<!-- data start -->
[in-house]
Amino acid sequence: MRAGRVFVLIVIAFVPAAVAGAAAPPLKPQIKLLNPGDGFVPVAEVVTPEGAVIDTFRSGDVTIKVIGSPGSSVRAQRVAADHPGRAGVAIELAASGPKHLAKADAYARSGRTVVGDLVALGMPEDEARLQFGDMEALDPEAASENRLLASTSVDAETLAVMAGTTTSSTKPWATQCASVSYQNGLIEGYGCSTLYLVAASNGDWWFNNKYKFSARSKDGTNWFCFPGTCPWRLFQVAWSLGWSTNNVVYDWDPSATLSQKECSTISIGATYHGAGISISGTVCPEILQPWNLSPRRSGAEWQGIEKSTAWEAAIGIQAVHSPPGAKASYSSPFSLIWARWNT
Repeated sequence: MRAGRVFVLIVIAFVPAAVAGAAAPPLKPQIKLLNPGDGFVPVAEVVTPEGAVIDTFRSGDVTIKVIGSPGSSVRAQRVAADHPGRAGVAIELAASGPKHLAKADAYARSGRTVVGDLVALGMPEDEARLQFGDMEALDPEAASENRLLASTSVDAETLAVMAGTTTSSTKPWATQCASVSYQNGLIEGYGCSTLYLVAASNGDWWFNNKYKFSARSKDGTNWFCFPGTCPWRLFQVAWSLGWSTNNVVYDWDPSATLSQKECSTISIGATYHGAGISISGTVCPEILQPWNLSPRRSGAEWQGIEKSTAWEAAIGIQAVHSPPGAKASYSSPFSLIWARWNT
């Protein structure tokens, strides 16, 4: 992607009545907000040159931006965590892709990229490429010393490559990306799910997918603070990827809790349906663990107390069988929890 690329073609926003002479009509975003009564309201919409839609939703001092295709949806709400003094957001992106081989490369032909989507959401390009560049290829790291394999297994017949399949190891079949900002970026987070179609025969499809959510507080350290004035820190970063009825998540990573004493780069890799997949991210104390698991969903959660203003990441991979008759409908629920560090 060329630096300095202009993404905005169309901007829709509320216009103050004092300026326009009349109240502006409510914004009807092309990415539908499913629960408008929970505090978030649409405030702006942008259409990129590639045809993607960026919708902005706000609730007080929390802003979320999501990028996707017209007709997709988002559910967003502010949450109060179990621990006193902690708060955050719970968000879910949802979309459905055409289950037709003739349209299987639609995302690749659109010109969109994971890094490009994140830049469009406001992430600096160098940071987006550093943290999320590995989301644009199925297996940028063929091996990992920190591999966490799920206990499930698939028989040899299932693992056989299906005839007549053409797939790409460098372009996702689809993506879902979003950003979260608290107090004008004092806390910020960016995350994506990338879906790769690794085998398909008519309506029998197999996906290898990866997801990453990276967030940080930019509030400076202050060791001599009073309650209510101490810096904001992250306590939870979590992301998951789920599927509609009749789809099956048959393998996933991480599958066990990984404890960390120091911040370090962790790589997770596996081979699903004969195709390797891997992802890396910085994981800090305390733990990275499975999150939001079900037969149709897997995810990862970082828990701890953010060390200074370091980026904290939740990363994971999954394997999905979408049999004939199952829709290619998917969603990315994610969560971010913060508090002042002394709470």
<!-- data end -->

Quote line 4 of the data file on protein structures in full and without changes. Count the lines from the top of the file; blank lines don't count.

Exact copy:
């Protein structure tokens, strides 16, 4: 992607009545907000040159931006965590892709990229490429010393490559990306799910997918603070990827809790349906663990107390069988929890 690329073609926003002479009509975003009564309201919409839609939703001092295709949806709400003094957001992106081989490369032909989507959401390009560049290829790291394999297994017949399949190891079949900002970026987070179609025969499809959510507080350290004035820190970063009825998540990573004493780069890799997949991210104390698991969903959660203003990441991979008759409908629920560090 060329630096300095202009993404905005169309901007829709509320216009103050004092300026326009009349109240502006409510914004009807092309990415539908499913629960408008929970505090978030649409405030702006942008259409990129590639045809993607960026919708902005706000609730007080929390802003979320999501990028996707017209007709997709988002559910967003502010949450109060179990621990006193902690708060955050719970968000879910949802979309459905055409289950037709003739349209299987639609995302690749659109010109969109994971890094490009994140830049469009406001992430600096160098940071987006550093943290999320590995989301644009199925297996940028063929091996990992920190591999966490799920206990499930698939028989040899299932693992056989299906005839007549053409797939790409460098372009996702689809993506879902979003950003979260608290107090004008004092806390910020960016995350994506990338879906790769690794085998398909008519309506029998197999996906290898990866997801990453990276967030940080930019509030400076202050060791001599009073309650209510101490810096904001992250306590939870979590992301998951789920599927509609009749789809099956048959393998996933991480599958066990990984404890960390120091911040370090962790790589997770596996081979699903004969195709390797891997992802890396910085994981800090305390733990990275499975999150939001079900037969149709897997995810990862970082828990701890953010060390200074370091980026904290939740990363994971999954394997999905979408049999004939199952829709290619998917969603990315994610969560971010913060508090002042002394709470």